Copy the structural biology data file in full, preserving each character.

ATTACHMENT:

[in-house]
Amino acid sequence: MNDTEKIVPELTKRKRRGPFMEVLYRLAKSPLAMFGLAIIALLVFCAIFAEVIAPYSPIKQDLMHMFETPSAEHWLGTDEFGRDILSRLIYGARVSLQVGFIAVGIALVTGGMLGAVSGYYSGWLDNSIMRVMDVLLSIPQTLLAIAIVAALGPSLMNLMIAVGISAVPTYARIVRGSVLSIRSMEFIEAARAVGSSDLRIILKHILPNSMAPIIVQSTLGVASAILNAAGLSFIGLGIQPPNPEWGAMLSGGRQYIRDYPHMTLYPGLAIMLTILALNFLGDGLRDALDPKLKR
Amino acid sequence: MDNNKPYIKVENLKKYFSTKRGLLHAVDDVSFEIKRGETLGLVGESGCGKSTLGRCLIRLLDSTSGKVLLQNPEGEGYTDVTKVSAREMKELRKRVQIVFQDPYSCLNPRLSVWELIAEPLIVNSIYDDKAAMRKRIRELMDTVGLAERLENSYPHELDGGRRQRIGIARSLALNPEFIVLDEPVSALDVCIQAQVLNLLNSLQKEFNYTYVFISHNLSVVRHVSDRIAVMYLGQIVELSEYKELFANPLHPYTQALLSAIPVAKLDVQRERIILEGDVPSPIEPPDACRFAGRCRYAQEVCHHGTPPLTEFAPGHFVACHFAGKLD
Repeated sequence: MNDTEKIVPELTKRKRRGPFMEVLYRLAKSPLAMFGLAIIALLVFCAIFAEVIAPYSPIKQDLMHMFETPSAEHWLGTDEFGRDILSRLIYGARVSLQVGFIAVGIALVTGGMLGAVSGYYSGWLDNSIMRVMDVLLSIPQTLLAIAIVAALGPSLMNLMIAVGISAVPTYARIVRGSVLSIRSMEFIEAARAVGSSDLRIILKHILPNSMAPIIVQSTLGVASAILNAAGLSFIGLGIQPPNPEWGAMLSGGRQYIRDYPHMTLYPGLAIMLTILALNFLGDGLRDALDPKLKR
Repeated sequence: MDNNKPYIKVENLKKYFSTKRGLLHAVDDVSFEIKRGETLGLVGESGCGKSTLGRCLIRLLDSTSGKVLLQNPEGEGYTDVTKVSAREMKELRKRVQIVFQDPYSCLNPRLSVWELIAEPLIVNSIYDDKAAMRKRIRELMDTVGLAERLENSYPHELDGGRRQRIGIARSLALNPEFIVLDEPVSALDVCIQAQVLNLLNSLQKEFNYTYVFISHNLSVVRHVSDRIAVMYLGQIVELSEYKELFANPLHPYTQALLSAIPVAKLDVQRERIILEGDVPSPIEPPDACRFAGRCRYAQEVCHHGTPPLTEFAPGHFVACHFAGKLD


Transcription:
[in-house]
Amino acid sequence: MNDTEKIVPELTKRKRRGPFMEVLYRLAKSPLAMFGLAIIALLVFCAIFAEVIAPYSPIKQDLMHMFETPSAEHWLGTDEFGRDILSRLIYGARVSLQVGFIAVGIALVTGGMLGAVSGYYSGWLDNSIMRVMDVLLSIPQTLLAIAIVAALGPSLMNLMIAVGISAVPTYARIVRGSVLSIRSMEFIEAARAVGSSDLRIILKHILPNSMAPIIVQSTLGVASAILNAAGLSFIGLGIQPPNPEWGAMLSGGRQYIRDYPHMTLYPGLAIMLTILALNFLGDGLRDALDPKLKR
Amino acid sequence: MDNNKPYIKVENLKKYFSTKRGLLHAVDDVSFEIKRGETLGLVGESGCGKSTLGRCLIRLLDSTSGKVLLQNPEGEGYTDVTKVSAREMKELRKRVQIVFQDPYSCLNPRLSVWELIAEPLIVNSIYDDKAAMRKRIRELMDTVGLAERLENSYPHELDGGRRQRIGIARSLALNPEFIVLDEPVSALDVCIQAQVLNLLNSLQKEFNYTYVFISHNLSVVRHVSDRIAVMYLGQIVELSEYKELFANPLHPYTQALLSAIPVAKLDVQRERIILEGDVPSPIEPPDACRFAGRCRYAQEVCHHGTPPLTEFAPGHFVACHFAGKLD
Repeated sequence: MNDTEKIVPELTKRKRRGPFMEVLYRLAKSPLAMFGLAIIALLVFCAIFAEVIAPYSPIKQDLMHMFETPSAEHWLGTDEFGRDILSRLIYGARVSLQVGFIAVGIALVTGGMLGAVSGYYSGWLDNSIMRVMDVLLSIPQTLLAIAIVAALGPSLMNLMIAVGISAVPTYARIVRGSVLSIRSMEFIEAARAVGSSDLRIILKHILPNSMAPIIVQSTLGVASAILNAAGLSFIGLGIQPPNPEWGAMLSGGRQYIRDYPHMTLYPGLAIMLTILALNFLGDGLRDALDPKLKR
Repeated sequence: MDNNKPYIKVENLKKYFSTKRGLLHAVDDVSFEIKRGETLGLVGESGCGKSTLGRCLIRLLDSTSGKVLLQNPEGEGYTDVTKVSAREMKELRKRVQIVFQDPYSCLNPRLSVWELIAEPLIVNSIYDDKAAMRKRIRELMDTVGLAERLENSYPHELDGGRRQRIGIARSLALNPEFIVLDEPVSALDVCIQAQVLNLLNSLQKEFNYTYVFISHNLSVVRHVSDRIAVMYLGQIVELSEYKELFANPLHPYTQALLSAIPVAKLDVQRERIILEGDVPSPIEPPDACRFAGRCRYAQEVCHHGTPPLTEFAPGHFVACHFAGKLD